Most producers want to sound unique, and understandably so. To that end you can layer synths, design your own sounds, and even work in crazy effect chains. But when it comes to bass, it’s easy to fall into the trap of simply adding in a slightly dirty sub and calling it a day. With the nearly infinite array of tools at your disposal as a music producer, you have no shortage of options for giving your bass a specific attitude and energy. Let’s take a look at a few of your options.

  1. Electric vs. acoustic basses
  2. Turning a clean bass into a rocking monster with audio effects
  3. Shaping the bass sound with articulations
  4. Real vs. virtual bassists
  5. Adding creative effects to your bass
  6. When to use a clean bass

Electric vs. acoustic basses

While there’s no limit to the ways you can manipulate an instrument, acoustic and electric instruments have different inherent tolerances to being put through the ringer. You’ll probably find you can layer effect after effect on an electric bass, but for an upright bass you’re better off making only minimal tweaks. There are no official rules here, of course, but it’s generally safer to add dramatic effects when the instrument starts off with its own processing (through an amp, for example).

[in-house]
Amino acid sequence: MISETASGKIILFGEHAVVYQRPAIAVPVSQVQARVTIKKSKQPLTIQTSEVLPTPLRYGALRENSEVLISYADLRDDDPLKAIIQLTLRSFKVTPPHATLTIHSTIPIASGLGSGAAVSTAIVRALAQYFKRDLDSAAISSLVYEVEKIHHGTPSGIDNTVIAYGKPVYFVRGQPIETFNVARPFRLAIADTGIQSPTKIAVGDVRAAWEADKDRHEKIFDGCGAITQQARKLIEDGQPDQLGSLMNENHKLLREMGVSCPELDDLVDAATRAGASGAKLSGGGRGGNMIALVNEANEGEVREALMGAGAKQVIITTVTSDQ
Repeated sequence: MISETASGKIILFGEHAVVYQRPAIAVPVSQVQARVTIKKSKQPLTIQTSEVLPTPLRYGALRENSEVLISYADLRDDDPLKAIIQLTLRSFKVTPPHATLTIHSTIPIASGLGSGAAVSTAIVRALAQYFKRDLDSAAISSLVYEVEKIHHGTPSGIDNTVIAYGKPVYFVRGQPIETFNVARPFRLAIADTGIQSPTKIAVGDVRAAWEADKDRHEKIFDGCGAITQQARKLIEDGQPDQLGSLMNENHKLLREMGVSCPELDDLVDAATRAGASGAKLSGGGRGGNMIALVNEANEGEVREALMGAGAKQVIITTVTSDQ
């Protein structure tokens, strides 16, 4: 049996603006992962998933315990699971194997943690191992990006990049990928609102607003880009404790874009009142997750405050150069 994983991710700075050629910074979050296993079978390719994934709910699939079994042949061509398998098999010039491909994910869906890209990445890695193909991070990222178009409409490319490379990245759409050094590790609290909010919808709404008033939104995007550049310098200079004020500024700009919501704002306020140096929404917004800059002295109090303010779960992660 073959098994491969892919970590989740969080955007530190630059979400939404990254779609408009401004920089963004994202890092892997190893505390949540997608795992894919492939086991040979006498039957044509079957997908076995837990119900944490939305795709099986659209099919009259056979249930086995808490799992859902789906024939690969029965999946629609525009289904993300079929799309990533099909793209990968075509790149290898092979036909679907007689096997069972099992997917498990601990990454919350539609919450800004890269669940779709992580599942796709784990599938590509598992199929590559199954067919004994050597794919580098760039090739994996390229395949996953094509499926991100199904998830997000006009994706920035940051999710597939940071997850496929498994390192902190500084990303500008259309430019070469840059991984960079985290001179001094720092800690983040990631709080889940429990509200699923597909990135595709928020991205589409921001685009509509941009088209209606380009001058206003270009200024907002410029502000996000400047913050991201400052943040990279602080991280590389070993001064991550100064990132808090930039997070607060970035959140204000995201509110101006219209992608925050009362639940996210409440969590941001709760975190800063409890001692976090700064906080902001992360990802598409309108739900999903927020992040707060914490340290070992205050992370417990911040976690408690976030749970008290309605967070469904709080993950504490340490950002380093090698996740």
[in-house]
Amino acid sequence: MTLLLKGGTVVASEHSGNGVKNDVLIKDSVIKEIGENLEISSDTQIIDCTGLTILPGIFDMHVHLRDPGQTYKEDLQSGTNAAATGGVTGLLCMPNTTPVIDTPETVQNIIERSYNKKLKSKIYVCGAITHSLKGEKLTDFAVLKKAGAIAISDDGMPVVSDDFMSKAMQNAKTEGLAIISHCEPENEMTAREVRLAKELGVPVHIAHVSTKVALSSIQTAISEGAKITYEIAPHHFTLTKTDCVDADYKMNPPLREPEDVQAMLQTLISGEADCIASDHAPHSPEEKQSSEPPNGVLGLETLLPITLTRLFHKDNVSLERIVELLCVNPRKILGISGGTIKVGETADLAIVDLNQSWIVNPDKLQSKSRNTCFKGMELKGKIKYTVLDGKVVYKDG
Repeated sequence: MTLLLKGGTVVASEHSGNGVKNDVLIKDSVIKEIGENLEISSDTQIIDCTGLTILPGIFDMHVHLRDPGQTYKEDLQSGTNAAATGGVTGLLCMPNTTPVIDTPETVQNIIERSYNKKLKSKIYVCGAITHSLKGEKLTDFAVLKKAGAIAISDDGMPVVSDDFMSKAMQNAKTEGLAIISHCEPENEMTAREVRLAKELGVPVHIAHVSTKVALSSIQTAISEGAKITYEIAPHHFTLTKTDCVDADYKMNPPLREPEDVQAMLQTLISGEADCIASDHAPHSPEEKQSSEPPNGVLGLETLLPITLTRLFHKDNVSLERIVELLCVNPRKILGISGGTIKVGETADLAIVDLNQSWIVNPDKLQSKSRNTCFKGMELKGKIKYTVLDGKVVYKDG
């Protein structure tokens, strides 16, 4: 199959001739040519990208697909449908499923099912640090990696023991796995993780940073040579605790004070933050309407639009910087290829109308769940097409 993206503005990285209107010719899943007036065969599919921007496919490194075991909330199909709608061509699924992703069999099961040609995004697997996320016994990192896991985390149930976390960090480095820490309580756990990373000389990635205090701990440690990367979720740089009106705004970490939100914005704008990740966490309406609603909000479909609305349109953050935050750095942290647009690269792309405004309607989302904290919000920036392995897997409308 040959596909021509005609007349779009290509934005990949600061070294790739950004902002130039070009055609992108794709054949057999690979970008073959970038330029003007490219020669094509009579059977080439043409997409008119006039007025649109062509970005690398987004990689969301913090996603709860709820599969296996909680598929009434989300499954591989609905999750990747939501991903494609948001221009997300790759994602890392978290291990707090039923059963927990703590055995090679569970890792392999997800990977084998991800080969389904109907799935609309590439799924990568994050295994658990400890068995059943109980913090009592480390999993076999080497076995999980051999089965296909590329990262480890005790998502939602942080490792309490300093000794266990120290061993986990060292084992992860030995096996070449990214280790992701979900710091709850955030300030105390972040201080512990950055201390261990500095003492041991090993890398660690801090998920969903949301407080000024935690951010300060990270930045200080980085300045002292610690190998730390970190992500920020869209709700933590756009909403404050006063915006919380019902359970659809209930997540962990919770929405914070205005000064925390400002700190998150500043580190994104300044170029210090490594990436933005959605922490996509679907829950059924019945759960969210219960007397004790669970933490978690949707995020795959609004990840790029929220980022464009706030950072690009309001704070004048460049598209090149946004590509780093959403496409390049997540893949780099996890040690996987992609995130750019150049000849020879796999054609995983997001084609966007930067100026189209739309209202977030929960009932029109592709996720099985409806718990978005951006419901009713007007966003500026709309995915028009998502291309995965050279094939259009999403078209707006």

That being said, you should try overdriving an upright bass to see what it sounds like--even if in context it sounds like complete garbage, make a mental note of when that particular sound could be useful (one song’s trash is another song’s treasure!). This leads into another important point: Even if you create the greatest bass sound of all time, it obviously won’t work in every song. There are too many genres with far too many variations. So you should frequently ask yourself (for everything, not just basses): “Does this sound accomplish what I want it to?” If not, don’t be afraid to scrap your effect chain and start over--you’ll suffer far less than you will while attempting to mold an inappropriate sound to fit into your latest song.